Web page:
The UN could also mount an offensive against the dollar, for example by encouraging countries to trade in other currencies, or coordinating a global tax on dollar transactions. Even if not all countries participated in the scheme, the effect could be devastating.

    The UN could also openly collaborate with America's enemies. Suppose that the UN had said: 1) the US invasion of Iraq is an illegal war, 2) because it is an illegal war, international law is on the side of Saddam, 3) we must support the Baathists and others who are resisting the US-led coalition. It would not have to send arms itself: enough to authorize other countries who wished to supply arms to the insurgents, and to protect them from punishment.

    Most journalists worldwide (and, obviously, even in the US) instinctively side with the UN. As literacy increases throughout the developing world, as more people get education, the UN's constituency will automatically increase.

    A turning point could be any change in the governance structure of the UN. In the 1990s Clinton ousted Bhoutros Bhoutros-Ghali. This would be a lot harder now, because if we ousted Kofi there would probably be a pro-Kofi backlash from the international left. The UN, indeed, is the perfect vehicle for the political self-expression of the international left as it has emerged in the past two years in reaction to the Iraq War. Suppose that John Kerry were elected, and a movement took shape globally to choose the UN leader in a fashion that did not allow the US to effectively veto him. Foreign powers shame John Kerry into signing it-- and let's say that a lot of Democrats openly favor signing it to tie the hands of future unilateralist renegades like George Bush. At that point, we would be on course towards a world in which the secretary-general became, in effect, the pope of an international socialist church.

    All of this could easily happen within a generation.

    And, despite appearances, and even though I think it would lead to a certain kind of disaster, I would applaud it. Because I believe that a powerful, influential UN would at least prefigure a better world order, a world order that left behind the caste system enforced by borders. For the present world is a disaster in another way: one-tenth of humanity lives in freedom and prosperity, while billions live in destitute poverty. America alone will never adequately deal with this vast injustice, however impressive George Bush may be in overthrowing tyranny and spreading freedom in the short run. We have farmers who want subsidies. We have workers who don't want wage competition from immigrants. The constituency for foreign aid is miniscule. When George W. Bush is gone, I do not expect America to remain long worthy to exercise the world power we have amassed.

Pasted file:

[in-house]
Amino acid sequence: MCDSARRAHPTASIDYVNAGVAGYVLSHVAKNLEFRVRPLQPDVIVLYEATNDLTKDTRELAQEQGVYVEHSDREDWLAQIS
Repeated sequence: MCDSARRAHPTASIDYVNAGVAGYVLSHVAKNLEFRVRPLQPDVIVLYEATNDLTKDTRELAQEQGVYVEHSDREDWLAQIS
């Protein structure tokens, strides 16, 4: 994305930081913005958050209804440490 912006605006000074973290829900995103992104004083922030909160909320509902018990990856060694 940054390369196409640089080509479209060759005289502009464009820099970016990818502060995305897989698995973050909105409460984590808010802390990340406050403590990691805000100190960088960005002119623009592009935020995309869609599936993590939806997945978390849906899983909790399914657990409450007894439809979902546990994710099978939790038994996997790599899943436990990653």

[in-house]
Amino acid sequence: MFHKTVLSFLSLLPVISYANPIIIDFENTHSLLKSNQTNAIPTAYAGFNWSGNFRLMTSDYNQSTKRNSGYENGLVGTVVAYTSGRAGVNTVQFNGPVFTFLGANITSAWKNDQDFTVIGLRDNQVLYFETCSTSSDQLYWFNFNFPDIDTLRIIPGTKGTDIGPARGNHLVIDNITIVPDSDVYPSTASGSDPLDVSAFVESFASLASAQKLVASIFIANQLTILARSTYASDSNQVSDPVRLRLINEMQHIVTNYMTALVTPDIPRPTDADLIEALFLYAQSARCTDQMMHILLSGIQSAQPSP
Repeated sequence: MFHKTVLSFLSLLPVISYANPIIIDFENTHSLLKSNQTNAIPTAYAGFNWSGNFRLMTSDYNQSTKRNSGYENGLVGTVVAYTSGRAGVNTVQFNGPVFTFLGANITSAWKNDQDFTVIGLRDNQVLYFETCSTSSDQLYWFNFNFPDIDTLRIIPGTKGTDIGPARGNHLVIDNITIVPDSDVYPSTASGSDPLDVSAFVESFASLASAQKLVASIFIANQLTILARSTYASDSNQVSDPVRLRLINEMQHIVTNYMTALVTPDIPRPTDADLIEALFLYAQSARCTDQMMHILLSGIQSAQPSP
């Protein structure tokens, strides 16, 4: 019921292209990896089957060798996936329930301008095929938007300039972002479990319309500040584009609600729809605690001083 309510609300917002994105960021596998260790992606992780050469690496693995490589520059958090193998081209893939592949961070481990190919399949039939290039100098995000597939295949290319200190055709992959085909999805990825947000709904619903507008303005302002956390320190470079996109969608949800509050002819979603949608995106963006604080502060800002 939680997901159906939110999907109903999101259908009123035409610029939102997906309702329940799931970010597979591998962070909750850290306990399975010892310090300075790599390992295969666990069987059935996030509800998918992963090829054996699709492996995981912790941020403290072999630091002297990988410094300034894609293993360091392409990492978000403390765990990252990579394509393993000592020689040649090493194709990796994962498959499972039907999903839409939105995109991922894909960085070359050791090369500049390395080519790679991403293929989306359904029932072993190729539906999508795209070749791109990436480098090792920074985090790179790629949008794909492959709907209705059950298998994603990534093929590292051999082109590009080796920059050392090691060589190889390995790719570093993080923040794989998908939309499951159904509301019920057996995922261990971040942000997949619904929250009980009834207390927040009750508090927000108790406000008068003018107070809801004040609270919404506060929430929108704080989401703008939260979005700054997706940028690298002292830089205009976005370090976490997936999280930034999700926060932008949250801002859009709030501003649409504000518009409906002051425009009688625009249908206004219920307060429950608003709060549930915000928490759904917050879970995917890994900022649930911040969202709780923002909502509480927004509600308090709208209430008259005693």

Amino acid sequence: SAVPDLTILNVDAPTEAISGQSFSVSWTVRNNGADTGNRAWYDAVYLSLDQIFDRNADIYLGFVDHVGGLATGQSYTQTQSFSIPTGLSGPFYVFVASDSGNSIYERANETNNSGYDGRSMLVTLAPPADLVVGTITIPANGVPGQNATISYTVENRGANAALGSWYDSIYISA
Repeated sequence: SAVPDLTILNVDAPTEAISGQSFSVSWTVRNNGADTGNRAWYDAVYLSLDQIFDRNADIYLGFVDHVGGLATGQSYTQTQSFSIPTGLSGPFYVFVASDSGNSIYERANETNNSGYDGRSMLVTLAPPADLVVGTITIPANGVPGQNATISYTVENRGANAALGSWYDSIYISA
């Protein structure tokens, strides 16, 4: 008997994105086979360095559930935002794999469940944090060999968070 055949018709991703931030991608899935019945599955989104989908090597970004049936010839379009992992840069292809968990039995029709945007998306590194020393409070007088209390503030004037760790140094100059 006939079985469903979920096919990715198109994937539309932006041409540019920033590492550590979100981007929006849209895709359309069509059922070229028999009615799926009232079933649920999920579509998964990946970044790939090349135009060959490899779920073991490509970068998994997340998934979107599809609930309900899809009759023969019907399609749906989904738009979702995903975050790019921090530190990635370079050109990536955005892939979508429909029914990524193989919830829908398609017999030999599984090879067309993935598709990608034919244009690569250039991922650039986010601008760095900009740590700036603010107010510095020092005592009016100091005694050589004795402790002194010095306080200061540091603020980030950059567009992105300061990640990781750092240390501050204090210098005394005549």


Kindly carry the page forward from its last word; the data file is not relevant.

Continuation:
By Blogger Lancelot, at 1:55 PM  

  • Lancelot,

    I understand your point about the current situation. But my guess is that an empowered UN is not going to accomplish anything except to institutionalize current societal norms, and most of those would be quite oppressive norms. To put it simply, there would be no place left to run.

    At its best, our representative system works because there is accountability, i.e. the union of power and responsibility for the use of that power. The UN seems to have veered so far off course because its officials have influence without checks. If the UN mishandles something, it will always blame the outcome on circumstances beyond its control.

    The workings of the UN at this point remind me of the Tieneman Square massacre - the Party brought in an army division from a distant province in order to suppress the students, because they feared the locals would sympathize. A truly world power like the UN could always do the same.

    The medieval Catholic church was hardly a totally positive influence. As it grew in worldly power it became corrupted.

    By Blogger MaxedOutMama, at 11:19 AM